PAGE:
By Carol Castrillon.
I was having lunch with a client recently and he mentioned something in passing which has stuck with me.
Backstory – his company, a large corporate, has been working remotely since COVID struck, in mid-March last year. It is now almost a year later …
He told me that he and a group of colleagues had met the previous week for a face-to-face catch up. They had not seen each other since remote working had started, though they had interacted regularly over their company’s online platform. Naturally the conversation started by asking after each other’s health and wellness. It then moved swiftly onto work (which they really thought they would not talk about!). They spent the entire lunch excitedly discussing work. That is complaining, laughing and essentially debriefing following months of hard lockdown. He said that despite not thinking they would talk about work (because it’s surely boring!) it felt so good to talk to people about content that only colleagues can understand. Regardless of the support structure at home, there’s something necessary about offloading to a sympathetic ear.
This got me really thinking – if we have been lucky enough to physically escape the virus – what has this blasted pandemic done to our mental-health?
I know that there have many been stories about how families have been drawn closer, how teenagers recollected themselves, how working from home has been so very good because it’s made us all more productive. I really don’t dispute any of this.
And yet there is more to the story for sure. Throw-away chats at the office. Planned or unplanned cups of coffee with a friend. A shared conversation over a meal. We know this to be true – they nourish us mentally and physically.
We are mostly social animals. Even my most homebound and socially-awkward friends have mused that ‘people need people’. We can drive each other mad – but we do still seem to need each other.
Europe and the UK have recently experienced their latest harsh COVID wave. As such, we have all had more shutdowns. During this period, restaurants in our area have only been able to serve takeaways. I was walking through my little town’s square a couple of weeks ago. And guess what? People are sitting outside their usual coffee spots drinking a takeaway coffee, watching the world go by. Some are solo, others are socially distanced on a park bench, sipping a coffee and eating a sandwich with a friend.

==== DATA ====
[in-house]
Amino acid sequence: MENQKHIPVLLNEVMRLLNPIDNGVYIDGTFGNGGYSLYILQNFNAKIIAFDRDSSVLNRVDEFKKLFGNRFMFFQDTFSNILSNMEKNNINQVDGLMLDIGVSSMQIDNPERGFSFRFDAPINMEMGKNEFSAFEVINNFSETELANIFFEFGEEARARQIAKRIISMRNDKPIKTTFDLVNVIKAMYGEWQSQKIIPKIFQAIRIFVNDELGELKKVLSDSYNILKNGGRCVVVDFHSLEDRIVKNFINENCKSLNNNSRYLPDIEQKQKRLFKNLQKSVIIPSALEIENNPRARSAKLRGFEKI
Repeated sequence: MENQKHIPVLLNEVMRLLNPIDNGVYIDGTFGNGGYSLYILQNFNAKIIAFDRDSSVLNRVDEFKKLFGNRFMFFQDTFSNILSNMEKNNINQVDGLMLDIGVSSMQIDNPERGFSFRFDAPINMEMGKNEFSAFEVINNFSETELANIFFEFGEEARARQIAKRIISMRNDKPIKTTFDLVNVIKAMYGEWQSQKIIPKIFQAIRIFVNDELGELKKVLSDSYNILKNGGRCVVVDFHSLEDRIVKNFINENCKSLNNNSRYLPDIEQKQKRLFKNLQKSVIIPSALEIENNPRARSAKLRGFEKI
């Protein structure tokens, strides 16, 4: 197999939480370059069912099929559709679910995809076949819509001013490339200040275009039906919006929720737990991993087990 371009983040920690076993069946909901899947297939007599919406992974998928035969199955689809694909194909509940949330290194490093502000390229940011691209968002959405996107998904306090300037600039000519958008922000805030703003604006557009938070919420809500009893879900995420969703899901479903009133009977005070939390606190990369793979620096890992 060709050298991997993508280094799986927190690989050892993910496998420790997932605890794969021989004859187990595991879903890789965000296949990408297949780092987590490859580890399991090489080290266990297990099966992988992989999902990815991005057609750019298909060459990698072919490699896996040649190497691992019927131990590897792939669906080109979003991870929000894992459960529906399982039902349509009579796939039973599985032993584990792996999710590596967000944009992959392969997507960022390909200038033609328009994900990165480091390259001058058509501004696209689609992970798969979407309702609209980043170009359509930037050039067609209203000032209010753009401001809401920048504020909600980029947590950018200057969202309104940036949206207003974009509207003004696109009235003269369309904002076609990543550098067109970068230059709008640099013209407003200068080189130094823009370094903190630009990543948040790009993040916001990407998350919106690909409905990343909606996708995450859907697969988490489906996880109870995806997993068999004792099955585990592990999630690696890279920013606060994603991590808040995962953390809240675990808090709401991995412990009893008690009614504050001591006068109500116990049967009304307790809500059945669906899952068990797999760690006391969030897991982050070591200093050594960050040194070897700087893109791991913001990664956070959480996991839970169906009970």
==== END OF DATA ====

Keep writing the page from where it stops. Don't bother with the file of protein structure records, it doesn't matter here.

Despite this unchartered new normal, restaurants have such an important place in our lives. They bring us closer together. The excuse is food…but the kernel – the true reason we like to share food – is that we need to share our space with each other. Restaurants bring us closer together mentally. They are therapy for many – a place where we get to talk about politics, our fears and dreams and express our emotions. We get to commiserate when times are bad – feared job losses, mourned deaths – with people who will hear us and feel for and with us. We get to celebrate successes with the people who share our joy – engagements, babies, graduations and promotions.
How can we help give back to an industry that has been knocked sideways?
One way in which we can all help is to spend our money in smaller, more locally-based establishments. Try as much as possible to avoid the large multinational chains in favour of the family or individually-owned businesses. By supporting your local restaurants, you become part of recreating the success of your local economy.
To the restaurant owners and workers – the magic of having a restaurant is that you provide the safe space for us to be human. So thank you … while I’m certain you’ve seen your share of tears of pain and tears of joy, this past year has proven how very much we need you.